When you see a negative review of your business you are presented with a great opportunity– to make your business better. In the age of big data, companies pay a great deal of money to find out how customers view them and their products and services. That is how you should look at review sites.
Take the positive reviews as affirmations of what you are doing right and use the negative reviews as a way to improve. Take this feedback and correct what went wrong, but let the customer know that you are making an effort to fix things.
You see: there is another way you can actually benefit from a negative review and that is by responding to the customer’s concerns right away. Let the customer, and anyone else who reads that review, see how you make an effort to make things right.
According to a Harris survey , when a company responds to a negative review in a timely manner 33 percent of people who left a negative review turned around and posted a positive review, and 34 percent deleted the original negative review.
Now, you may not make that particular customer happy with your response, and they may never come back, but other people will see that you responded quickly and that you made an effort to address the problem.
Accentuate the Positive
Research shows that the occasional review with a low rating doesn’t hurt a company’s reputation and buyers don’t punish a business for a single, unflattering review. What customers do look for is that a business has an overall positive rating. This is likely because the people who use review sites understand that just about every business has a negative review sprinkled in here and there.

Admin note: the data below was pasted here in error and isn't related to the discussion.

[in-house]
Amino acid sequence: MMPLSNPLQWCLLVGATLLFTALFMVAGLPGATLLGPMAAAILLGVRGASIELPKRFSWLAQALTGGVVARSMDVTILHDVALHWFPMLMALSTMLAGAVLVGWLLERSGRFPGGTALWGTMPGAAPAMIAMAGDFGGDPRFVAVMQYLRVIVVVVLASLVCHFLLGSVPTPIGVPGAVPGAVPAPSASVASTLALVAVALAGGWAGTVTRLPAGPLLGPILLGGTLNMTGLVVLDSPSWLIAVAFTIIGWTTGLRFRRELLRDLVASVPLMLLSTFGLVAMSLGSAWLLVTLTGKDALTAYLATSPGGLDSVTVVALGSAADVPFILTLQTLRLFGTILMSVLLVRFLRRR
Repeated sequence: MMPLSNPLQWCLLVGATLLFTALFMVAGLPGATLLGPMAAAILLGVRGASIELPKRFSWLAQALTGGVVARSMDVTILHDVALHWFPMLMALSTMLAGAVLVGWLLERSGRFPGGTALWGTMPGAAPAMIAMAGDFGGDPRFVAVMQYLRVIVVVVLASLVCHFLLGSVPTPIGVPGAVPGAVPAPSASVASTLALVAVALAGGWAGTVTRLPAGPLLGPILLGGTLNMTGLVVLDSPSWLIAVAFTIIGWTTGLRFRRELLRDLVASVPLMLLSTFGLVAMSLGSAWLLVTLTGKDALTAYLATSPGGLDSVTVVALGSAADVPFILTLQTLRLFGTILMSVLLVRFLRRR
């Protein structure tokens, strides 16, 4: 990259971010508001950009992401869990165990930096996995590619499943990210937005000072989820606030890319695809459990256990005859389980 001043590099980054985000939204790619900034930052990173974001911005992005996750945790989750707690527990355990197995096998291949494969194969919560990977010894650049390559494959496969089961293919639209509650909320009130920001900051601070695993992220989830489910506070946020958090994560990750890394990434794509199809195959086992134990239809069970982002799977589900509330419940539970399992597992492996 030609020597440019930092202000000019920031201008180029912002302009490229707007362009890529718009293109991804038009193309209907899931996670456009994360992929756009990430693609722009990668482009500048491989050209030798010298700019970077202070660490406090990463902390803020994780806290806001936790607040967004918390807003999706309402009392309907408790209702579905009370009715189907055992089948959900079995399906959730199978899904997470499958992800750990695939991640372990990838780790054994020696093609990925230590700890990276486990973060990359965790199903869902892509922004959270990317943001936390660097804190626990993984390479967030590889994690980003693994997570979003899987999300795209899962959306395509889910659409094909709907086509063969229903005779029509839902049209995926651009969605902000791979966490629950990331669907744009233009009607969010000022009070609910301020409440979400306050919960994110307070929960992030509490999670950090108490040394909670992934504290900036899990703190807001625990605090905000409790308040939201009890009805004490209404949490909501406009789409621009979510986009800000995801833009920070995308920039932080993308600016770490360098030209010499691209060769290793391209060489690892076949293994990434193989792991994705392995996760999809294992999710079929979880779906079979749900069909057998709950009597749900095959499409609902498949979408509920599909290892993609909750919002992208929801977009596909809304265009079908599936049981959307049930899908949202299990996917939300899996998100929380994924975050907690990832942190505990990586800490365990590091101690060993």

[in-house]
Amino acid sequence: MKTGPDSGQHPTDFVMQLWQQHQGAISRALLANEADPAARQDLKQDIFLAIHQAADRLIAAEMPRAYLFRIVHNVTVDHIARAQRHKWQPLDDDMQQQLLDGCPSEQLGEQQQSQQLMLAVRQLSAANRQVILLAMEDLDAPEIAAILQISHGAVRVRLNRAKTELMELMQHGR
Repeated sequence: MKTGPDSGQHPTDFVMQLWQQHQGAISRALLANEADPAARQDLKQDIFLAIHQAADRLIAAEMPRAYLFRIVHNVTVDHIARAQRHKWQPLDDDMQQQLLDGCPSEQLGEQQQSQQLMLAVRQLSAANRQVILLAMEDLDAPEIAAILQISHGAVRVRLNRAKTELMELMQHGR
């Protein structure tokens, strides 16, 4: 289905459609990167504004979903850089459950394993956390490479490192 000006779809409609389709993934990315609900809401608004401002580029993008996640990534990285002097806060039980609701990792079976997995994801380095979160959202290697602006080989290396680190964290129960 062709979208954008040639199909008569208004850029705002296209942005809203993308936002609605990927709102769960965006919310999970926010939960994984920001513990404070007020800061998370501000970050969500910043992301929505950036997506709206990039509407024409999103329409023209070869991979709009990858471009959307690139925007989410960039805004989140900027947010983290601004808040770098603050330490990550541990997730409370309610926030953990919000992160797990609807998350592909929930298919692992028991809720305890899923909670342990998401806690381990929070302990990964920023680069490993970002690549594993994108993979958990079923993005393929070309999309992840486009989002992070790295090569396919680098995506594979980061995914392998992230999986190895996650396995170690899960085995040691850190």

To combat infrequent reviews that are unflattering, make sure that you make an effort to increase the number of positive reviews to tip the scales in favor of a more positive rating. Not only will this help alleviate concerns that a negative review might stir up, but it will also help increase the number of overall reviews your company receives; and that will help increase visibility with prospective customers.
Customer reviews play a big part in how people view your business nowadays. So, you should do anything you can to harness the feedback from review sites and encourage customers to share their experiences with others.
Yes, it will result in a negative review from time to time but, if you have learned anything from this article, those negative reviews give you the ability to show others the level of customer service they can expect from you and the chance to turn a first time customer into a loyal customer.
This article has been edited and condensed.
Amanda Soderlund is an Analyst at Clutch, a Washington, DC-based research firm that identifies top services and software firms that deliver results for their clients. She is a part of the marketing team at Clutch that provides relevant and useful research for businesses and consumers looking to procure IT services and software. Amanda frequently writes on topics of web design, digital marketing, and small business. Connect with @clutch_co on Twitter.